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Philosophy

We must become a part of a continuous process to make the customer the market leader. By combining our efforts, we have the opportunity to generate a "symbiotic synergy."

In the past, vendors were perceived as purveyors of parts. This is a commodities orientation in which the customer implies, "We are the experts ... this is what we need to solve our problems." We seek to shift the perspective to one of a service-based orientation, in which the customer implies, "Here are our problems ... help us solve them." This shift requires an examination of what we are selling. IRG seeks to satisfy the market demand for technical expertise, quality product and expedited delivery. We will look to increasing the value of our service offerings by:

  • Reducing costs by improving the efficiency of process.
  • Being flexible in delivery and responsiveness.
  • Becoming a technologically creative innovator.

IRG believes that the longevity and profitability of all companies is solely based on their ability to learn. Information technology has long since created the global village. Advantages from innovation once enjoyed for lengthy periods can no longer be realized. The only sustainable advantage will be the ability to assimilate and adapt. We must prepare for the role of both teacher and student. Success will be dictated by our ability to deliver the right information to the right person at the right time both internally and externally.

Our ability to learn is the sole determining factor in our ability to adapt. Our ability to adapt is the primary factor in our ability to endure. Our ability to resolve a customer' inquiry (request for information) in an accurate and timely fashion is the key to market dominance and profitability. In fact... information becomes the product. The focus must be in the transfer of personal knowledge to corporate knowledge, in making that knowledge accessible both internally and externally; thus raising the core competency of both IRG and our customers.

Finance is only one dimension of performance. Our primary objective should be to survive (profitability being inherent to survival). If our focus is to add value to our customers' product or service, does not the duration of the relationship become of great importance? If the relationship is not maintained, how can we enjoy the future benefits of our efforts? Our survival depends on our ability to be flexible. We must be specialized enough to have core competence, but general enough to adapt to the customers' needs.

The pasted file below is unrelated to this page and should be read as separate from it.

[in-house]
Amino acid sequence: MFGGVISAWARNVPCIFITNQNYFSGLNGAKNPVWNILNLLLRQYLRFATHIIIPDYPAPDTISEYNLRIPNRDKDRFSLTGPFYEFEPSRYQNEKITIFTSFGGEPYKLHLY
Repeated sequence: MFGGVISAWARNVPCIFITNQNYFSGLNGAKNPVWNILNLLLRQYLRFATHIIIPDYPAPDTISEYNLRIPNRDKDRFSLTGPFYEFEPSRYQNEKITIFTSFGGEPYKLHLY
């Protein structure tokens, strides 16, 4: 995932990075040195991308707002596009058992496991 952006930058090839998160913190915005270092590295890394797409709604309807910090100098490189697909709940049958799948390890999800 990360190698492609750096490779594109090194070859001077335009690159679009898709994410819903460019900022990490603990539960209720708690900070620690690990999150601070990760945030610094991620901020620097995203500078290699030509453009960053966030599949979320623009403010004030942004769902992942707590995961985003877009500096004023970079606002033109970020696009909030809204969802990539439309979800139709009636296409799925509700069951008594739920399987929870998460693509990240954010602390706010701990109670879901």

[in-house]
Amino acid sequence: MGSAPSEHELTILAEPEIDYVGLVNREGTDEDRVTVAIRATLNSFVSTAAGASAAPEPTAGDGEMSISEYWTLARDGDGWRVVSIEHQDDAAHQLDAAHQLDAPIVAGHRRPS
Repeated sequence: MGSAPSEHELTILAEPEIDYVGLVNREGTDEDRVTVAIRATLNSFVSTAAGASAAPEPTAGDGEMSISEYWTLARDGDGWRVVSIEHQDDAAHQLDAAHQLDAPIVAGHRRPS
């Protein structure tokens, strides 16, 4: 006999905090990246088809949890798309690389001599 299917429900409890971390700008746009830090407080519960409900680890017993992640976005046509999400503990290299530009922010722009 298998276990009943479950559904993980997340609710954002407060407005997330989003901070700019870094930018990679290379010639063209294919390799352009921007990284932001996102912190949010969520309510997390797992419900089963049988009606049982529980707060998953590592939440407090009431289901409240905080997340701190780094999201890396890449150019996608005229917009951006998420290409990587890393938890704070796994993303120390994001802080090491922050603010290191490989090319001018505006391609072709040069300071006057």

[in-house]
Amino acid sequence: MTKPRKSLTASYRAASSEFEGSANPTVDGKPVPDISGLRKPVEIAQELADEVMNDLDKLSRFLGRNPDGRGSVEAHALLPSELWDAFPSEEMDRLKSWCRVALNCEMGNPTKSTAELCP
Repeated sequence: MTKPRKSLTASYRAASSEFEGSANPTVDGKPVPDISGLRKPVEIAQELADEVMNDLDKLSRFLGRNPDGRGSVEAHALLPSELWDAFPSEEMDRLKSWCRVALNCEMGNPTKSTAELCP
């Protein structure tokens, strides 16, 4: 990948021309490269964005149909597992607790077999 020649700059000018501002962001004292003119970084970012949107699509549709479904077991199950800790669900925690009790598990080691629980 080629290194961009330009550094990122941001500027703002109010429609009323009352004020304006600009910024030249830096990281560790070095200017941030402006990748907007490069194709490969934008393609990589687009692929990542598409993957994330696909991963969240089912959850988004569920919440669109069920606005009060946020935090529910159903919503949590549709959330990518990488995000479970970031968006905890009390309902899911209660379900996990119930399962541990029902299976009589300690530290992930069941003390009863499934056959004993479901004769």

Most of the innovation in manufacturing has been directed toward process. While there is still great opportunity to provide added value in this venue, an equally significant opportunity lies in the elevation of maintenance standards, thus improving equipment up-time and accuracy. As process becomes more efficient, down time becomes more costly.

Maintenance standards must move from the reactive to the proactive. Providing front line personnel with better information and becoming involved in maintenance and production focus groups will increase internal technology transfer and assist in delineating internal and external customer needs. The application of our selling skills will assist in the implementation of internally generated ideas, allowing full utilization of individual expertise.

It is also important to understand that the greatest opportunity for our customers' operating cost reduction involves decisions made before and after procurement. By focusing on the procurement process, we both limit our profitability and exacerbate problems inherent to the present process. As price remains the lowest common denominator, product support becomes non-existent.

Purchasing departments when given "correct" information, do an excellent job of procuring product. However, no matter how exhaustive their efforts, they are limited by the core competency of the personnel providing the information. Front-line employees generally lack the ability to identify component manufacturers, opportunities for interchange and cost effective upgrades.

The present trend to downsize by reducing the most expensive employees (those with the most experience) further reduces the core competency of the employee knowledge pool. Organizational structures that measure / reward departmental competency via systems providing incongruent focus are damaging to both profitability and growth. We must become a part of a continuous process to make the customer the market leader. By combining our efforts, we have the opportunity to generate a "symbiotic synergy."

Vincent J. Naccarato, President
Industrial Resource Group, LLC

Note: I would like to thank Peter Senge the author of The Fifth Discipline, (Doubleday, 1990) who dramatically changed the way I think about what it is that this company really does. Many of the thoughts that are described above are a direct reflection of the ideas delineated in his book.

Oil Refinery Hydraulics

Oil Refinery Hydraulics

Oil Refinery Hydraulics